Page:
Department of Environmental Science and Policy

Theo Willis Ph.D.

Associate Adjunct Research Faculty
Theo Willis

Office Location

309 Bailey Hall



Academic Degrees

  • Ph.D. in Limnology & Oceanography from the Center for Limnology at the University of Wisconsin-Madison


Theodore “Theo” Willis is an adjunct faculty member and researcher with the Department of Environmental Science. He teaches ESP 341 Limnology and ESP 102 Introductory Environmental Science Lab.

Theo has a Ph.D. in Limnology & Oceanography from the Center for Limnology at the University of Wisconsin-Madison where he studied long-term dynamics in fish community structure of Northern Wisconsin Lakes. While at Madison he developed skills in large data set manipulation and analysis. In 2003 he spent 6 months in the Jackson Lab at University of Toronto refining his skills in multivariate analysis. In 2004 he started a position with Maine Rivers and, in 2005, moved to Robbinston, Maine to study the interactions between smallmouth bass and alewife, an anadromous river herring native to East Coast rivers. In 2006 Theo developed an adjunct association with the Dept. of Environmental Science at the University of Southern Maine and the School of Marine Sciences at the University of Maine. Through these associations Dr. Willis developed a restoration ecology program focused on anadromous fish in Maine. His projects included restoration evaluation, molecular genetics, fish mark-recapture, food web ecology in the Gulf of Maine and Maine rivers, elver migration timing, alewife population dynamics and demographics and river herring passage/ swimming abilities. His current projects include interaction between alewife restoration, management, the alewife fishery and citizen science. He also works with Maine indigenous peoples on diadromous fish restoration.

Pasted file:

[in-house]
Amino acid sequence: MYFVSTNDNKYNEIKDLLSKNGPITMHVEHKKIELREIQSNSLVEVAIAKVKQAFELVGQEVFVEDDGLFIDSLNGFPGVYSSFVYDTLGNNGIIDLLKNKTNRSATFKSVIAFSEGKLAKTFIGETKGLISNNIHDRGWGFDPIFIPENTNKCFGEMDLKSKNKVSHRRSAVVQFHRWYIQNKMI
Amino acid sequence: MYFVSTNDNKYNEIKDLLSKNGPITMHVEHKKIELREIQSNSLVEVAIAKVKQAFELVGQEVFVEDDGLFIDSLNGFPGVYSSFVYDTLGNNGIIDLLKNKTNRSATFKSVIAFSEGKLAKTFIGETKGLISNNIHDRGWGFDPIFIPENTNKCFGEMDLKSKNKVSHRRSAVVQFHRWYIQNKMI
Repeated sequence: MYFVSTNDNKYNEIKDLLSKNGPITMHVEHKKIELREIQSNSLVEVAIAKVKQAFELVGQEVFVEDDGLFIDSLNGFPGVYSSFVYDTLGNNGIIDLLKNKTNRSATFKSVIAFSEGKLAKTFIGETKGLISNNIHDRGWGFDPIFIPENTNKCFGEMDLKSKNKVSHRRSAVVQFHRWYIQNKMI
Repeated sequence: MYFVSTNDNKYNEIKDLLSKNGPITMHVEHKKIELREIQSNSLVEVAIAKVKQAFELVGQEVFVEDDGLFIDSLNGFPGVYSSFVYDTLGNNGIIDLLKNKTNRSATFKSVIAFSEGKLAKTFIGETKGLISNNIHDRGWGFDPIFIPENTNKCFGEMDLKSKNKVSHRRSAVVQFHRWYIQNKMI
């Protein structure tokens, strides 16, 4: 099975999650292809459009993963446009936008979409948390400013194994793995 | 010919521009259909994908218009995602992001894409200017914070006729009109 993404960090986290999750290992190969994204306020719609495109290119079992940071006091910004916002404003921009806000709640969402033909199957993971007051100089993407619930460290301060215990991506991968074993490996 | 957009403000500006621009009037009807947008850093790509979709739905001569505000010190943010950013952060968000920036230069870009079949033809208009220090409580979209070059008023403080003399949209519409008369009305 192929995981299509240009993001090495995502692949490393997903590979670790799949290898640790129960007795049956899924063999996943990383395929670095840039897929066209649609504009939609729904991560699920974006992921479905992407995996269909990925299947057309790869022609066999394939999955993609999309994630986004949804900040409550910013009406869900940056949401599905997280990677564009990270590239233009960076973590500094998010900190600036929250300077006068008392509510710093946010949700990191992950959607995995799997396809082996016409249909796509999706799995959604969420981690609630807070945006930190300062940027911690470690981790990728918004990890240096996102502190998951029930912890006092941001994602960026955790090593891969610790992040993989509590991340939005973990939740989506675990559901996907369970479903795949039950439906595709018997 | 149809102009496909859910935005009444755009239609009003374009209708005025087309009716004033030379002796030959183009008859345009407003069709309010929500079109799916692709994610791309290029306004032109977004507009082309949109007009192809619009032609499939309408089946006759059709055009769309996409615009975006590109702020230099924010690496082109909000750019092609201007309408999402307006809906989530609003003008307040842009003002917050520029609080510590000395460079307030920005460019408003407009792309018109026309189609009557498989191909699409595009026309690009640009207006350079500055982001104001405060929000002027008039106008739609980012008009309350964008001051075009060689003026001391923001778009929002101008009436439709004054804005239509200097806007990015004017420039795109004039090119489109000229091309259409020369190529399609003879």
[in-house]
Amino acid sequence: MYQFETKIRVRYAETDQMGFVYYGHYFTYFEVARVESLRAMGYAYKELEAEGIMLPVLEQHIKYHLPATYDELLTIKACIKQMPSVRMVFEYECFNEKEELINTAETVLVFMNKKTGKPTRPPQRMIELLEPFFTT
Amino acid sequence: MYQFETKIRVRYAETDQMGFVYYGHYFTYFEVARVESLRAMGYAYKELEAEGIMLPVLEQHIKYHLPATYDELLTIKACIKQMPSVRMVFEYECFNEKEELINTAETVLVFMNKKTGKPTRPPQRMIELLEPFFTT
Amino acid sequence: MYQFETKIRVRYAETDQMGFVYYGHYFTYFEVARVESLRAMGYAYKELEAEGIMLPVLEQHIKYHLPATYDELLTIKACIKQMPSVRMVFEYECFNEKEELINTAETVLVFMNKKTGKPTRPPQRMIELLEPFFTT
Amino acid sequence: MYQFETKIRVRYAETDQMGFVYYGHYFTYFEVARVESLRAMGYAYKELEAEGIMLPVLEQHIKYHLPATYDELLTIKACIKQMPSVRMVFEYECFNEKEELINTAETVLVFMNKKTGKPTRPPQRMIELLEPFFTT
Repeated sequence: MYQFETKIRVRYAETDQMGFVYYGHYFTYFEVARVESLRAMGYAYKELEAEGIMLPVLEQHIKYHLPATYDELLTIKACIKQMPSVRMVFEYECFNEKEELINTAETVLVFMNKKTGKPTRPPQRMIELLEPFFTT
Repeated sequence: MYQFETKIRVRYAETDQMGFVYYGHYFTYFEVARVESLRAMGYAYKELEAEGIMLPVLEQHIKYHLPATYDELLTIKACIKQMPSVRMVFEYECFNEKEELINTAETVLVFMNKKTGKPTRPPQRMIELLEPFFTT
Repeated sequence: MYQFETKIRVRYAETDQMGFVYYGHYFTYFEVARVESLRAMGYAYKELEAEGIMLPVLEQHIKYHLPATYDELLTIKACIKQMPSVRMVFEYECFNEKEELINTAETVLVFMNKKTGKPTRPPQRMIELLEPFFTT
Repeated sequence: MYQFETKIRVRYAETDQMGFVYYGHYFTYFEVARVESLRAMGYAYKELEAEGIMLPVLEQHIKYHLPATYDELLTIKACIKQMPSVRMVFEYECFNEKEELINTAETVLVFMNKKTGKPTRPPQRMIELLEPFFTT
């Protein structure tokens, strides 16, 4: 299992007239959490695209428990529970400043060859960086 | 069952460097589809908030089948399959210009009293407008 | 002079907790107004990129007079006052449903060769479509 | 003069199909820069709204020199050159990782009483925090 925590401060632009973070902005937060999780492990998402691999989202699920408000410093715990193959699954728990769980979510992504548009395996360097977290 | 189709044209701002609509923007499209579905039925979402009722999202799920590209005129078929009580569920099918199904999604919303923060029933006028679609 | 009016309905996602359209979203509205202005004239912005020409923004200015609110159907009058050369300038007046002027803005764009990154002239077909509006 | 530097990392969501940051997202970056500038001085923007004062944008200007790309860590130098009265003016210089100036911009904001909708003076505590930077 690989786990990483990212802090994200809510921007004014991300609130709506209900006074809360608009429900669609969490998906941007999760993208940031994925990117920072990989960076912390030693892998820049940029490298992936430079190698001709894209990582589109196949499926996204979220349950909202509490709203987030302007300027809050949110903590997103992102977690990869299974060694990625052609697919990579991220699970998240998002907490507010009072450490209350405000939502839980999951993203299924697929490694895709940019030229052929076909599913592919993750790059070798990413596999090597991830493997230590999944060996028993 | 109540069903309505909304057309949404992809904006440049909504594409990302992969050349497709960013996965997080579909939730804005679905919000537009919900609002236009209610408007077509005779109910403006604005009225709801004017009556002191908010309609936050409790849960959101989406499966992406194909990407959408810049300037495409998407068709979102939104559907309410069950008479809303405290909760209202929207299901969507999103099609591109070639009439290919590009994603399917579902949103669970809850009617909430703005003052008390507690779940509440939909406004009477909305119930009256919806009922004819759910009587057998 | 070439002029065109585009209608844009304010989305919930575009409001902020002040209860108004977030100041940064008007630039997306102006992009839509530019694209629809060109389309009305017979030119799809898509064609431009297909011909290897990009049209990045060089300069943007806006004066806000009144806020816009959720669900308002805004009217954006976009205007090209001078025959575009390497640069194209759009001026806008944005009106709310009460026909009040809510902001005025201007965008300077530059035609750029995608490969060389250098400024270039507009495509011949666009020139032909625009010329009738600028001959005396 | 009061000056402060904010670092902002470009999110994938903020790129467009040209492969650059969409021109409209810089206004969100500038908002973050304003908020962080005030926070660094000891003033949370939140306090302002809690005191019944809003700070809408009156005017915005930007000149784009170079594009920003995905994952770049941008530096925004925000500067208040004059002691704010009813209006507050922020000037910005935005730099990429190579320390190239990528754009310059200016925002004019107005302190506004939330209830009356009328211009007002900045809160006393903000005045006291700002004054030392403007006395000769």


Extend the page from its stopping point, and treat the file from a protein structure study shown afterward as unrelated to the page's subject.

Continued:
One of the most rewarding things for Theo is bringing undergraduates into the world of fish ecology. This model works out well at USM because of the maturity and focus of returning students that make up much of ESP. He supervises one to two undergraduates a year on existing projects and new research. Undergrads are encouraged to present progress on their work at regional meetings. Theo focuses on developing quantitative skills with his mentored students and encourages them to consider graduate school when appropriate, particularly when those undergraduates follow through on a project and produce publications for peer review.